We meet Stephanie Land in a homeless shelter as her daughter learns to walk. She only has $10 in her bank account and is soon moving into transitional emergency housing. In the 2019 best-selling book Maid: Hard Work, Low Pay, and a Mother’s Will to Survive, we see Land’s struggle to provide a better future for herself and her daughter. If you like biographies, sociology, or underdog stories, do check out Maid and see poverty in America’s Pacific Northwest from Land’s perspective.
Although Stephanie Land grew up in a middle-class home, she never lived comfortably. Her parents could not afford the luxuries, but they were able to provide a stable upbringing and some experiences for Land. While her childhood was by no means carefree, the sense of security that she enjoyed in her youth is something that becomes a distant memory in her young adulthood.
We skip past most of Land’s early years and meet her again as a young woman at a bar. There, she meets Jamie, who agrees to go on a date with her. Although Jamie ends up taking Land back to his cluttered trailer, she is not bewildered by the cramped quarters, rather besotted with the young man for his small literary collection. The relationship is not serious, but Jamie asks Land to move in with him with the understanding that in a few months they will go their separate ways — Jamie on a bike trip with friends and Land to Montana to pursue a creative writing degree. This adolescent romance is promptly destroyed, however, when Land announces that she is pregnant and keeping the baby. From here, we see how Land’s life takes a turn for the worse as she slips into the trap of poverty and struggles every day as a single mom.
As the title of the book suggests, Land works as a ‘maid,’ a ‘cleaning woman,’ or just ‘the nameless ghost, who leaves your house in a better state than you left it.’ Life in the cleaning service is grueling. The labor is strenuous, so much so that these ladies [Land never once mentions a male maid] are limited to 6 hours of work per day. The job is also without benefits. Land writes during the time of the recession and mentions making just around $9.00 an hour without sick days, without a gas allowance (some of her commutes are 45-min each way), or without any type of health insurance or employee protections. This system meant that if a client cancelled after Land arrived at the property, she would not be paid at all (which is a loss of precious time and money that she will never make up). Living from paycheck to paycheck means that a missed shift (even for sickness or injury) can mean a missed bill.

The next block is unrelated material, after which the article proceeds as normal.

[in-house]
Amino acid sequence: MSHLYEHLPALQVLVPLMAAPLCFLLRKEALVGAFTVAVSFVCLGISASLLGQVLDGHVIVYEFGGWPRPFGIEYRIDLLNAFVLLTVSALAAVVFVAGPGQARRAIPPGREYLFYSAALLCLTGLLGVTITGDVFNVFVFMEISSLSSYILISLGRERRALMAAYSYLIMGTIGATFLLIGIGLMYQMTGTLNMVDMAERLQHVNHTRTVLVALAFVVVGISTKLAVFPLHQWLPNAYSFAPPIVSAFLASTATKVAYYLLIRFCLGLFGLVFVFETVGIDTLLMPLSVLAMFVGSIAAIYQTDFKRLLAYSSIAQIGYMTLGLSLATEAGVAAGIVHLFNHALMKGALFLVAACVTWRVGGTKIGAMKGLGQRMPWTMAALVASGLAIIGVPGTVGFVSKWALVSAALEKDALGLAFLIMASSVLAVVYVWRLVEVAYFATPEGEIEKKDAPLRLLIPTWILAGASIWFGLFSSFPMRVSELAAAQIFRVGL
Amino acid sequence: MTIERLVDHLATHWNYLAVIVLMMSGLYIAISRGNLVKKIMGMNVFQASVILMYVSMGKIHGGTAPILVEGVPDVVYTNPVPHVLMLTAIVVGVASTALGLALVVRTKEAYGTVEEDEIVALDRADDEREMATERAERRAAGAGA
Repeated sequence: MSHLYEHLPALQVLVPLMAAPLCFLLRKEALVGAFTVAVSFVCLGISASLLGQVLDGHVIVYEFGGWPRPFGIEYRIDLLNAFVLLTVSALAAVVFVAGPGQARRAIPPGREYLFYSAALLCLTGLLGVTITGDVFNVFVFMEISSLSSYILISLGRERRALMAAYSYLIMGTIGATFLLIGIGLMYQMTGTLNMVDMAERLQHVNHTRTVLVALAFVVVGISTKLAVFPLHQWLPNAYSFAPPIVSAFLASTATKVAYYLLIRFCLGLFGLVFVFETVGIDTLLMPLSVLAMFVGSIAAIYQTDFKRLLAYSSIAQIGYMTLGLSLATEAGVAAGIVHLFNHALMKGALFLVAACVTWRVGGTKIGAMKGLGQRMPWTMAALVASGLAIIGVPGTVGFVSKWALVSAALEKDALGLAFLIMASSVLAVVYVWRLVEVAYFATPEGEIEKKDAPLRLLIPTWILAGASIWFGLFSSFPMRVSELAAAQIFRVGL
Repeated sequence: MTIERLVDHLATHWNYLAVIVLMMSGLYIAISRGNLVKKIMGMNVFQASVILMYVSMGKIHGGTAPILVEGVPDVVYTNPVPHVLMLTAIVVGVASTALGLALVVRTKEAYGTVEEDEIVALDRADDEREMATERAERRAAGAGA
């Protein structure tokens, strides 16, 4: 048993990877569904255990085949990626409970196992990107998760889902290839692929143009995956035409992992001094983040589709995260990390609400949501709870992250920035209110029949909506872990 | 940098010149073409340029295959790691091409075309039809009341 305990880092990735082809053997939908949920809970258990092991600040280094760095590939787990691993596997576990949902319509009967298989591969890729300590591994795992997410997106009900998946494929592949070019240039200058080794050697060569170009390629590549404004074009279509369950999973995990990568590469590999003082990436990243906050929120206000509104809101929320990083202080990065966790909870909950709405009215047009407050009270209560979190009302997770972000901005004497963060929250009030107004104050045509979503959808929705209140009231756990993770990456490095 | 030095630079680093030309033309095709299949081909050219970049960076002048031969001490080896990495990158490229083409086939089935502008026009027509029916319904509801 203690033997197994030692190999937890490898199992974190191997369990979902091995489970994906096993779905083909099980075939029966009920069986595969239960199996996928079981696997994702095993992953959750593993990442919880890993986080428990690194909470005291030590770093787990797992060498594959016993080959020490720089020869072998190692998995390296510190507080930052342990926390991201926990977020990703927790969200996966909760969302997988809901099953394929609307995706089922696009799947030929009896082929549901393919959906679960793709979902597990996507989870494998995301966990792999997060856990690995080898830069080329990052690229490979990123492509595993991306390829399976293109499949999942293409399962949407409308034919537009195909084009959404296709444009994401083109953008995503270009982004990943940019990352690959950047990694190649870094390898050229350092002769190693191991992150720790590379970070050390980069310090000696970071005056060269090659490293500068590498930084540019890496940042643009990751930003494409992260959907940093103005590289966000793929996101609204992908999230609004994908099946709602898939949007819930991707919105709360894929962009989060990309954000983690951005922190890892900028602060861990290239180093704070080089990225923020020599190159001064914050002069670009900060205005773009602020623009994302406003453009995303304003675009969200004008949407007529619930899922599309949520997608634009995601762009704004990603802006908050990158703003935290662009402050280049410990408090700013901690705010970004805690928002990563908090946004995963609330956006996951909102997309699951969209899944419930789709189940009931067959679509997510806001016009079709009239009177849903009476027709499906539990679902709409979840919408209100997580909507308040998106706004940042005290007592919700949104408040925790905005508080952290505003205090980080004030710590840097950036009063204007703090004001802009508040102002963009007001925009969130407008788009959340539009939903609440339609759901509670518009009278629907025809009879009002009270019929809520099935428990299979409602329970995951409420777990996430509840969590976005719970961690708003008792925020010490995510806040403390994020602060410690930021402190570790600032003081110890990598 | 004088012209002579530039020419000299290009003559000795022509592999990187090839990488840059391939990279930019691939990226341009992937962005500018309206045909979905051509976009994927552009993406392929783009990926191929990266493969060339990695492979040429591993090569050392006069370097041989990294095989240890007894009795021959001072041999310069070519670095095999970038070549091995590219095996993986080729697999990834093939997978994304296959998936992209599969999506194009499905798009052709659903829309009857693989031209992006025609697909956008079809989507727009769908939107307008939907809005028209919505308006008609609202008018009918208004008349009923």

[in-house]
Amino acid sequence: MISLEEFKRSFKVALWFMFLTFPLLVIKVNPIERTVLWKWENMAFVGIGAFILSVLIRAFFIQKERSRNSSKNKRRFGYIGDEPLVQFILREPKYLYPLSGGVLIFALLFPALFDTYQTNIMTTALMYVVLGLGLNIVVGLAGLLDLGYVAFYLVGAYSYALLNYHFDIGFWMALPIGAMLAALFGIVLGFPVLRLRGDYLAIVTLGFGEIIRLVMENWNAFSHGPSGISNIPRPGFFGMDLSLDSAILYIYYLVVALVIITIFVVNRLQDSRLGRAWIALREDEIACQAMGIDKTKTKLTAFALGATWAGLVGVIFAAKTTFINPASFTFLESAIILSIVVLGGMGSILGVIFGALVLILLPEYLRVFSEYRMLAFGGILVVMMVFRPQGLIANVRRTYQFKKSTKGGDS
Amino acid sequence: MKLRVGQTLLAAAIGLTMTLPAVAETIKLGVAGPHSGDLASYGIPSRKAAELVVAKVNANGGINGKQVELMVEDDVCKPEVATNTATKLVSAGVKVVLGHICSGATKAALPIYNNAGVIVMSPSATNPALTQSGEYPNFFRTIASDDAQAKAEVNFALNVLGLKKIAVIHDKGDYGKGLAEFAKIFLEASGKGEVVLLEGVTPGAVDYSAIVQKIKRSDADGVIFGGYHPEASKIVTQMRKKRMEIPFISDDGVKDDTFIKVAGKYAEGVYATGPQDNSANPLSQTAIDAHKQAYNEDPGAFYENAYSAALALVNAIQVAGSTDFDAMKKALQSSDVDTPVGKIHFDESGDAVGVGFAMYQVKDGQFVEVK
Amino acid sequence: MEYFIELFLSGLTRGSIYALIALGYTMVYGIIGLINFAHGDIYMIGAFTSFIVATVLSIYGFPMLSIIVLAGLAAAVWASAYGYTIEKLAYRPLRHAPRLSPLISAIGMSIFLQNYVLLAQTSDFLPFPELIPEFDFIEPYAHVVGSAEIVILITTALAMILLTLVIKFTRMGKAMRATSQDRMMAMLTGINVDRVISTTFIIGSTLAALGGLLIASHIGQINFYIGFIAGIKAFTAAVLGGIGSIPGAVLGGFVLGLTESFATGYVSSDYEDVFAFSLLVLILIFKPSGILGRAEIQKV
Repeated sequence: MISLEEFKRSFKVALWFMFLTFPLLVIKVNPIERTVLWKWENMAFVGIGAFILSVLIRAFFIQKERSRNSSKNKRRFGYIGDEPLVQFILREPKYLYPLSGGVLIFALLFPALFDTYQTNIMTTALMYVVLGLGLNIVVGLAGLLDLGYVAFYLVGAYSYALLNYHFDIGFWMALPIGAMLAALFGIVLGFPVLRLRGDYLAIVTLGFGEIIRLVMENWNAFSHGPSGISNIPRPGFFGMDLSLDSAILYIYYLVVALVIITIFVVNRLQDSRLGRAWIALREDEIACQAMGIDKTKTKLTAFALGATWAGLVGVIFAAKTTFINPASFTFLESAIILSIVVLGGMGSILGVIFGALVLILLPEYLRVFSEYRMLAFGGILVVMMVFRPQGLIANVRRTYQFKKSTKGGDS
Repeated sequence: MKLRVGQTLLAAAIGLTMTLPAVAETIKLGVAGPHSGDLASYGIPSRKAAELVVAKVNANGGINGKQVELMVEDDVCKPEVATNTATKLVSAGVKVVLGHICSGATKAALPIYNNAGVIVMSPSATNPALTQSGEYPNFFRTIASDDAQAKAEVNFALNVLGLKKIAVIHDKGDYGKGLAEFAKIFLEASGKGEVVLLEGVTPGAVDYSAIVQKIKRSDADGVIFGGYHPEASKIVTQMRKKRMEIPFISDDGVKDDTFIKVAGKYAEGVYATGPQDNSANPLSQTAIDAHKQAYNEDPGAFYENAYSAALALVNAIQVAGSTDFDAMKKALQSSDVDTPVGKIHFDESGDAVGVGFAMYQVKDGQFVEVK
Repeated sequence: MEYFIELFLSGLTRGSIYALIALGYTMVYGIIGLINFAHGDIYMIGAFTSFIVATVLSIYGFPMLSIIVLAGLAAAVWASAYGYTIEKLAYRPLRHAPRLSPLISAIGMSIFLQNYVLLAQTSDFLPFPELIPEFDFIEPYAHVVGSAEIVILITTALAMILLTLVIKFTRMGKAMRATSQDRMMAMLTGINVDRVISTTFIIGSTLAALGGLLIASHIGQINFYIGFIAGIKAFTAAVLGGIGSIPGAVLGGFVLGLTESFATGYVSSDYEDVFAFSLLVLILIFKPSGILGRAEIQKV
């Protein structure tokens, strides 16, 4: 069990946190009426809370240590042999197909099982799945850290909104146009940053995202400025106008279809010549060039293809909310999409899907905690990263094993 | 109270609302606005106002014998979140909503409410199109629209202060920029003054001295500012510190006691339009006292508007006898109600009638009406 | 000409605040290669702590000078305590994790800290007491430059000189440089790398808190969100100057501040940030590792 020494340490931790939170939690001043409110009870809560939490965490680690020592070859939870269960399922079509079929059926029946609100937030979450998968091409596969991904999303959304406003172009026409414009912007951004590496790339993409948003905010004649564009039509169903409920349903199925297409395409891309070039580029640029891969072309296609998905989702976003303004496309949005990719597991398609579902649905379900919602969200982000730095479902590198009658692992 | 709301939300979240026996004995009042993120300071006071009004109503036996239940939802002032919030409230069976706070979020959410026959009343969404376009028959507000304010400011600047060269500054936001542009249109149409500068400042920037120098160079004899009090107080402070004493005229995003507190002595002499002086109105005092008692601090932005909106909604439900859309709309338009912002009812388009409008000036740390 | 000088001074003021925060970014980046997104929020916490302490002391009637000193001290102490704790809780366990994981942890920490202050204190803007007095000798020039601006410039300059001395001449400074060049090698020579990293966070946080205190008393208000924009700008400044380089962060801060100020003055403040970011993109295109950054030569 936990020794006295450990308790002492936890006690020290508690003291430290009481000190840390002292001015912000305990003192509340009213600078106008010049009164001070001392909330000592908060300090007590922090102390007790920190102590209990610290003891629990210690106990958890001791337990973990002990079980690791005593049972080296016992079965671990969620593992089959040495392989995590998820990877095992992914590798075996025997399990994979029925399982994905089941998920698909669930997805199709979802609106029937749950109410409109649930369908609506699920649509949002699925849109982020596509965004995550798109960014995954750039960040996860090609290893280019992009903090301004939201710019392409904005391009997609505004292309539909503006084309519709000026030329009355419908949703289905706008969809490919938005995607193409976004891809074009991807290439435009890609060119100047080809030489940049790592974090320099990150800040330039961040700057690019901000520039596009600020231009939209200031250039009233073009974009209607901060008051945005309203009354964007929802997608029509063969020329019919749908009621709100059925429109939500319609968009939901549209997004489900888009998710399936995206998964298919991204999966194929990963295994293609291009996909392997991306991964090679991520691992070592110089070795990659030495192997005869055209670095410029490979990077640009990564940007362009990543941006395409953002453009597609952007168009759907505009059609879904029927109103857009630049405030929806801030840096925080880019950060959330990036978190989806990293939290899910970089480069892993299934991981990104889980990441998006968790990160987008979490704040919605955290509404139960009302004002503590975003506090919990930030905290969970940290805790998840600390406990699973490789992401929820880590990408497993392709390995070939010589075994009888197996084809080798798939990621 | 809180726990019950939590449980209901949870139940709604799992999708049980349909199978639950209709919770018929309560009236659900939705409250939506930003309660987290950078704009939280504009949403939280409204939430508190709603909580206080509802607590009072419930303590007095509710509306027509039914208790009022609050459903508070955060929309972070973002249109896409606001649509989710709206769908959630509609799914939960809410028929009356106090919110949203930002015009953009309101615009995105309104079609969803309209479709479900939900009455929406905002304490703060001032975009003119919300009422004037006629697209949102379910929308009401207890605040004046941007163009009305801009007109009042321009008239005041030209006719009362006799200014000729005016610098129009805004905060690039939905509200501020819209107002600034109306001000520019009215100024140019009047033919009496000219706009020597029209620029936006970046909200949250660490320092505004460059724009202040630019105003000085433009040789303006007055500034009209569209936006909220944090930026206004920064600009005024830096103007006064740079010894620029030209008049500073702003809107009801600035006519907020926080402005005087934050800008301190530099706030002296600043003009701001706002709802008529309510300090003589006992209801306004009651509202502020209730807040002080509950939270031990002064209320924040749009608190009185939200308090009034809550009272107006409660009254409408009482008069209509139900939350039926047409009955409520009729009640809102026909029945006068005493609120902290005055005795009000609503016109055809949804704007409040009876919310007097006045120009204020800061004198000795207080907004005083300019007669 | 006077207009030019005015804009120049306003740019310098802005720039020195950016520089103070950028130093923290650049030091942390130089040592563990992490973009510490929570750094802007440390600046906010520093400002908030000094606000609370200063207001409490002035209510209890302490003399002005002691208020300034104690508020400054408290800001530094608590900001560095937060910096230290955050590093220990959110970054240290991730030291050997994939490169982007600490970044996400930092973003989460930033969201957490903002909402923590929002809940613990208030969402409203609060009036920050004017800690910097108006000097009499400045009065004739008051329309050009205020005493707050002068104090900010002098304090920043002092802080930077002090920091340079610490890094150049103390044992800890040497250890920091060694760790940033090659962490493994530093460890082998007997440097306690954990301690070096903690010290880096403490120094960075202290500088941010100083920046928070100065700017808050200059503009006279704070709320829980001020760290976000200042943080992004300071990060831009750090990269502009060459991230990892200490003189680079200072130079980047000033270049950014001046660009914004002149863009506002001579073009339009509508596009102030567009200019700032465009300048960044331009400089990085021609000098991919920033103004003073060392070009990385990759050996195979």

Through Land’s experiences, we can feel the weight of the unapproving landlady’s gaze as she declares that Land’s work does not meet her standards. We are cast aside with Land as homeowners don’t look Land in the eye and subtly treat her like she is less than them. We grow frustrated when total strangers judge Land for shopping with her much appreciated and desperately-needed Supplemental Nutrition Assistance Program (SNAP) card (aka ‘food stamps’). We feel for Land because she is a hard worker who remains optimistic, honest, and persistent as she pursues her goals to get an education and provide for her daughter. Through Land we feel the crushing weight of the stigma that those in financial hardship endure and the sense of entitlement that those who look down on Land feel empowered to have.
Land’s story is also powerful because she is a writer herself. Throughout the book she tells us of her dream of becoming a writer and that she blogged during the time that this book covers. She not only divulges the filthy details of some of the homes that she’s cleaned, but also invites the reader to share in her struggle and understand her story of hardship. Through Land we learn that the burden of poverty is not only financial but also psychological. It is the weight of knowing that any extra expense or minor disruption can sweep the thin rug of stability out from under your feet and send you spiraling out of control in a seemingly endless fall to rock bottom.
If you are lucky enough (and, yes, some degree of luck is involved) to live life rather than just survive it, please do consider reading this book. America is not a classless society and poverty is a real problem. Land’s voice is one that is not loudly heard in society, but it is one worth listening to.
Even if it is a little sad, I hope you will enjoy this read!